1. Understand the basics of all the technology and electronic devices that your child is using. Know what technology your child uses, what games they play, which web sites they visit, and with whom they are communicating. For young children, give them an approved list of web sites.
2. Talk to your children about Internet safety. Agree on a set of rules for using the computer and going on the Internet. Surf the web together. Stay involved; your child’s tech and online activity will increase and become more complex as they get older and technology continues to evolve.
3. Ask your child what he is doing, what programs he is using, what sites he’s visiting. Ask him to show you how his tech toys work and what he and his friends do with them.
4. Help your child understand what inappropriate behavior is. If you or your child encounter inappropriate behavior – whether it’s violent games, cyber-bullying, or online predators – don’t just let it go. Act on it, whether it’s talking to your child, bringing the subject up with another child’s parents or reporting it the appropriate authorities.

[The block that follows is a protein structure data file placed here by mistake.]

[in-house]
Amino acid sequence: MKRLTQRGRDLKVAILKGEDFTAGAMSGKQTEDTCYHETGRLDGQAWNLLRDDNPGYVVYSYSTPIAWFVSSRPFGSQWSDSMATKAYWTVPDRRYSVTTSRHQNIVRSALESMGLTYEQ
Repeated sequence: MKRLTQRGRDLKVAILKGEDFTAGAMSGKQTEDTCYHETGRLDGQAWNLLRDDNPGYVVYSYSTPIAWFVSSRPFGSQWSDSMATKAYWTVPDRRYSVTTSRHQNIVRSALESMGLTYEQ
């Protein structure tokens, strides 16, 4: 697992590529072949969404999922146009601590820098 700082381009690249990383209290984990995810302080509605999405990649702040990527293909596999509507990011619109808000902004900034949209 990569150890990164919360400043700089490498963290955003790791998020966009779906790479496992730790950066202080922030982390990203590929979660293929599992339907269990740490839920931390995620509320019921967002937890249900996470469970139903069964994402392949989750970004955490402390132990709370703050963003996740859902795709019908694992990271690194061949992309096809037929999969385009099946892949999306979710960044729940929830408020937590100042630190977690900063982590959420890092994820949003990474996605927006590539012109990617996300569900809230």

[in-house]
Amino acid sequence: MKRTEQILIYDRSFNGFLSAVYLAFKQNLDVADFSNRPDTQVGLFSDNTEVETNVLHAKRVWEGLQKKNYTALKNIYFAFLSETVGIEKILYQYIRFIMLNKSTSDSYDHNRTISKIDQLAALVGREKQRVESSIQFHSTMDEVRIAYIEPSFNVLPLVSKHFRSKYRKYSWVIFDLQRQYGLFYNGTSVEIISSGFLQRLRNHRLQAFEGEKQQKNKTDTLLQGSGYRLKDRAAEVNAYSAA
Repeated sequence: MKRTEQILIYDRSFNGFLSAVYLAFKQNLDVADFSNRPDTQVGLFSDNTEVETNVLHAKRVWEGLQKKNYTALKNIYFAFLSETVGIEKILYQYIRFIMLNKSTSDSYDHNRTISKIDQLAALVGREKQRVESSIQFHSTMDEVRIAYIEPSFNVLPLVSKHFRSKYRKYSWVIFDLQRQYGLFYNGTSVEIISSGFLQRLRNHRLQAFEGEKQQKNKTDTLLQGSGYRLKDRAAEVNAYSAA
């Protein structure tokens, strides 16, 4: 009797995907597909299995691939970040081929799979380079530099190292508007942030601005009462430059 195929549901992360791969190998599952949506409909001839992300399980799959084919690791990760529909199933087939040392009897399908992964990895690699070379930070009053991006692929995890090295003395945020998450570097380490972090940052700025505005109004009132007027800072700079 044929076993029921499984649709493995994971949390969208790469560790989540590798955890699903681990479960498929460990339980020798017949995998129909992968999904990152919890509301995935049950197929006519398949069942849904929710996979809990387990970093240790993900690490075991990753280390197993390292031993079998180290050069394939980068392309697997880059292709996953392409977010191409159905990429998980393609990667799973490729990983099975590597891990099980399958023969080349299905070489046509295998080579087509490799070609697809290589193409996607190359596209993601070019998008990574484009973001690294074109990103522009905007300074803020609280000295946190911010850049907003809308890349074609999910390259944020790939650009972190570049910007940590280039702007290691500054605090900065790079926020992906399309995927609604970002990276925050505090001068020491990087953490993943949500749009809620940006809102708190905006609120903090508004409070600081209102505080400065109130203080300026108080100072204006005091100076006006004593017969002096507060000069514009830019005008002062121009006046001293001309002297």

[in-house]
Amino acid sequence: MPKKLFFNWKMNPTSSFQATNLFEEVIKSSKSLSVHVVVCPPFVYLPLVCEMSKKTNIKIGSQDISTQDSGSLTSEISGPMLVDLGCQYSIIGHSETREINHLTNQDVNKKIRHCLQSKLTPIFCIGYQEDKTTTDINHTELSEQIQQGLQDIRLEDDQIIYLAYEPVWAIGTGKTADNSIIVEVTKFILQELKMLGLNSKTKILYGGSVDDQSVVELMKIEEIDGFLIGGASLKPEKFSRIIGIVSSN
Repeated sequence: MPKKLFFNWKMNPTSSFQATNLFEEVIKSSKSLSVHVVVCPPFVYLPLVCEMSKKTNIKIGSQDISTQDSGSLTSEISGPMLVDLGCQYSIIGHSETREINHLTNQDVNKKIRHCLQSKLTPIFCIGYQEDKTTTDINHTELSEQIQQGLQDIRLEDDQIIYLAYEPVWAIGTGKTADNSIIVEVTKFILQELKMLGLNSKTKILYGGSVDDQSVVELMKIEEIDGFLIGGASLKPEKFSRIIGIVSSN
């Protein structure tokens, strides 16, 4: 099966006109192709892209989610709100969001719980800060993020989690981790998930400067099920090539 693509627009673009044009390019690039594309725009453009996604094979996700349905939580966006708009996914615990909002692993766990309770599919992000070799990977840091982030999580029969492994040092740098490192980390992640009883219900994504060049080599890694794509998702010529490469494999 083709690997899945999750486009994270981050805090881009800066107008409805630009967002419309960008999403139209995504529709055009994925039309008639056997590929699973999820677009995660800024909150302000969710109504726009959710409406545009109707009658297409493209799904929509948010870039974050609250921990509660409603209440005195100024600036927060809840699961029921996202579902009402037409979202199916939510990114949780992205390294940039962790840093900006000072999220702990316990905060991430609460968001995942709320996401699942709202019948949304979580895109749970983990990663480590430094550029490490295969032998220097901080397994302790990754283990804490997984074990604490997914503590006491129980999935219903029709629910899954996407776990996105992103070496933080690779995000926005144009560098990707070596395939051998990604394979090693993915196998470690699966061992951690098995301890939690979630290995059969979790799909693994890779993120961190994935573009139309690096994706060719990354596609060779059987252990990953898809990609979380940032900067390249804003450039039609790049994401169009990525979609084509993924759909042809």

5. Buy a family computer and keep it in a public place in the home. Encourage your children to regard it as a resource for everyone to use.
6. Never give out personal information over the Internet. Explain to a child that he or she must never give out personal information. Family e-mail addresses, phone numbers, names, birth dates, home addresses, family details, photos, etc. should all be guarded. Although social networking sites ask for and encourage sharing this information, your child should know that protecting his own and his family’s identity should be one of his top priorities.
7. Talk to other parents and school community members about your children’s technology experiences and online safety.